State and Federal Government’s have committed $1 billion for a water infrastructure package for rural and regional communities impacted by the drought in NSW.
This will feature the first new dam built in NSW for more than 30 years.
Prime Minister Scott Morrison, New South Wales Premier Gladys Berejiklian, Deputy Prime Minister Michael McCormack and Deputy Premier John Barilaro said both governments had been working together to fund critical water infrastructure projects.
“Our response to the ongoing drought impacting rural and regional communities is comprehensive and committed. It deals with immediate needs for financial assistance in and longer term investments to build drought resilience for the future,” Mr. Morrison said.
“Together we’ll deliver a $650 million upgrade of Wyangala Dam in the state’s Central West and a $480 million new Dungowan Dam near Tamworth.”
The investment will be split 50/50 for the large-scale water infrastructure projects to free up NSW funding and allow progress for critical town water projects across NSW.
“These projects don’t happen overnight but we’re working as quickly as possible to get all the necessary work done so we can start digging,” Mr. Morrison said.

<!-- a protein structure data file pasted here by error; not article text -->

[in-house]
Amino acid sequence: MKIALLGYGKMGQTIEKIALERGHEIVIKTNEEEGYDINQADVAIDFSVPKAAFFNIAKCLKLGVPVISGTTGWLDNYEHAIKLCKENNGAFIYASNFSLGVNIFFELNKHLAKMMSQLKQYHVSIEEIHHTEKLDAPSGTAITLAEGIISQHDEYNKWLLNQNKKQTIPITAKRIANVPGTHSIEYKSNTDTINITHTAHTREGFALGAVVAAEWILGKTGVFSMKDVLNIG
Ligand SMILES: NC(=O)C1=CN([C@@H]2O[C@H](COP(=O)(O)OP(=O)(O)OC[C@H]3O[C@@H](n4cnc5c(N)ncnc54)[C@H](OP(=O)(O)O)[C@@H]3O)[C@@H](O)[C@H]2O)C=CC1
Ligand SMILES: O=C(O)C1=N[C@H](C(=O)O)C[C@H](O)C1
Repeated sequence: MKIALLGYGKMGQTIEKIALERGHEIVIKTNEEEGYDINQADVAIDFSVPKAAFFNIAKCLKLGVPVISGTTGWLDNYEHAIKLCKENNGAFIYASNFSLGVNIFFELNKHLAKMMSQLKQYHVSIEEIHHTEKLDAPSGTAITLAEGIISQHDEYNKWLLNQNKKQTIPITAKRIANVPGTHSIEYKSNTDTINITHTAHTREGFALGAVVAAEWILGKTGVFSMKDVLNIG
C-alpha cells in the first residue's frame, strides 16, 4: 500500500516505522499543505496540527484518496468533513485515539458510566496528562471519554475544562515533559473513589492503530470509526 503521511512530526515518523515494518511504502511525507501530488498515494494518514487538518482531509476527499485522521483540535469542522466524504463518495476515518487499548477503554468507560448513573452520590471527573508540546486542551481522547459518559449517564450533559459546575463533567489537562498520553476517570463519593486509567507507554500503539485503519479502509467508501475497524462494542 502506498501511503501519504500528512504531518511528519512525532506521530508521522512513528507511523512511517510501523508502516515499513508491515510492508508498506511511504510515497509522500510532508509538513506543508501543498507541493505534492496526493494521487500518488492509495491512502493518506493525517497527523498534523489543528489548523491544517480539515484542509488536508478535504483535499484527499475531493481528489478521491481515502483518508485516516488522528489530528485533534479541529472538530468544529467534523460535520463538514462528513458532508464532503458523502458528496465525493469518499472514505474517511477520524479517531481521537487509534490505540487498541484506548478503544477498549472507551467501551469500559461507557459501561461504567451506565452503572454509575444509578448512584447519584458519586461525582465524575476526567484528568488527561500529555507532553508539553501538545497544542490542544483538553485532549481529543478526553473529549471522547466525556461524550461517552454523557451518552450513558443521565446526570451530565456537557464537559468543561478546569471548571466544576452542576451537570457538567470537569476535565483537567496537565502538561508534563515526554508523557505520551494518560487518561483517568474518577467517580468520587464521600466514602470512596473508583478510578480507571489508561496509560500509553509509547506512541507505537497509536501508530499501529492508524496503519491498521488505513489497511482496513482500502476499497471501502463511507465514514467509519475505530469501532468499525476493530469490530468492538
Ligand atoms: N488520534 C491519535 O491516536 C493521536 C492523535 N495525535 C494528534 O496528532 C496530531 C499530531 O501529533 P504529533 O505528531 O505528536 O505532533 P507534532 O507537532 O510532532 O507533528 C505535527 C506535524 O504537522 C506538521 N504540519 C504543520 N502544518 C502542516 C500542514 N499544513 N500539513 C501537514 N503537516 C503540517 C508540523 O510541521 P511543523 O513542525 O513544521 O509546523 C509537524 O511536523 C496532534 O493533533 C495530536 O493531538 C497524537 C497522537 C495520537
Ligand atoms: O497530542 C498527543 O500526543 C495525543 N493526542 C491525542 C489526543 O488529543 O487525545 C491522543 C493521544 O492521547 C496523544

“We’re also investing an initial $24 million on a 50/50 basis with NSW for the 100,000-megalitre proposed Border Rivers project on the Mole River, near the Queensland border. This will ensure the project is shovel ready and help to identify the potential benefits that could flow on to irrigators and local communities in NSW and potentially Queensland.”
Mr. Morrison says the funding will bring water infrastructure commitments to $1.5 billion across 21 projects that are committed or underway.
Ms. Berejiklian said the NSW Government has already committed close to $3 billion to drought relief and water security since 2017.
“In partnership with the Commonwealth, we will build the first new dam in NSW for more than 30 years. The last was Split Rock Dam on the Manilla River in 1987. That’s why today’s announcement is historic,” Ms. Berejiklian said.
“Dams and other water infrastructure are an important part of the mix when it comes to increasing supply and reliability so that NSW’s water supply is more resilient to the terrible drought being experienced across the eastern states,” she said.
Formalised agreements between the Federal and NSW Governments outlining the timeframes will be finalised shortly.